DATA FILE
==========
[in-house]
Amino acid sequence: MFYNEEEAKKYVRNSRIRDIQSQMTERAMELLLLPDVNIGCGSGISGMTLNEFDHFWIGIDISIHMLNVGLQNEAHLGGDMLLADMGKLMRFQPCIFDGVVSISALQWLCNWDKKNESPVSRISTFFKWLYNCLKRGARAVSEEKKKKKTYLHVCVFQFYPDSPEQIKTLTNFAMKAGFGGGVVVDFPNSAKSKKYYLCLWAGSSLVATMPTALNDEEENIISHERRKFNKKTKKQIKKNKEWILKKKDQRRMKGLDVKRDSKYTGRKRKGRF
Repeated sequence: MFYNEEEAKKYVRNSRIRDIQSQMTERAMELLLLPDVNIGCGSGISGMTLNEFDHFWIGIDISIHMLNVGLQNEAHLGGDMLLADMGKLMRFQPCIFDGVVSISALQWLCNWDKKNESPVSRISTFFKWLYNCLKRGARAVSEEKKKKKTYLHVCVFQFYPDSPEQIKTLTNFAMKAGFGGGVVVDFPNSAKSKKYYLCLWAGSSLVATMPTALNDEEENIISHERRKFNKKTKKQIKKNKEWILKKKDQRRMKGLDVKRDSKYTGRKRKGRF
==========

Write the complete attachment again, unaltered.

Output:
[in-house]
Amino acid sequence: MFYNEEEAKKYVRNSRIRDIQSQMTERAMELLLLPDVNIGCGSGISGMTLNEFDHFWIGIDISIHMLNVGLQNEAHLGGDMLLADMGKLMRFQPCIFDGVVSISALQWLCNWDKKNESPVSRISTFFKWLYNCLKRGARAVSEEKKKKKTYLHVCVFQFYPDSPEQIKTLTNFAMKAGFGGGVVVDFPNSAKSKKYYLCLWAGSSLVATMPTALNDEEENIISHERRKFNKKTKKQIKKNKEWILKKKDQRRMKGLDVKRDSKYTGRKRKGRF
Repeated sequence: MFYNEEEAKKYVRNSRIRDIQSQMTERAMELLLLPDVNIGCGSGISGMTLNEFDHFWIGIDISIHMLNVGLQNEAHLGGDMLLADMGKLMRFQPCIFDGVVSISALQWLCNWDKKNESPVSRISTFFKWLYNCLKRGARAVSEEKKKKKTYLHVCVFQFYPDSPEQIKTLTNFAMKAGFGGGVVVDFPNSAKSKKYYLCLWAGSSLVATMPTALNDEEENIISHERRKFNKKTKKQIKKNKEWILKKKDQRRMKGLDVKRDSKYTGRKRKGRF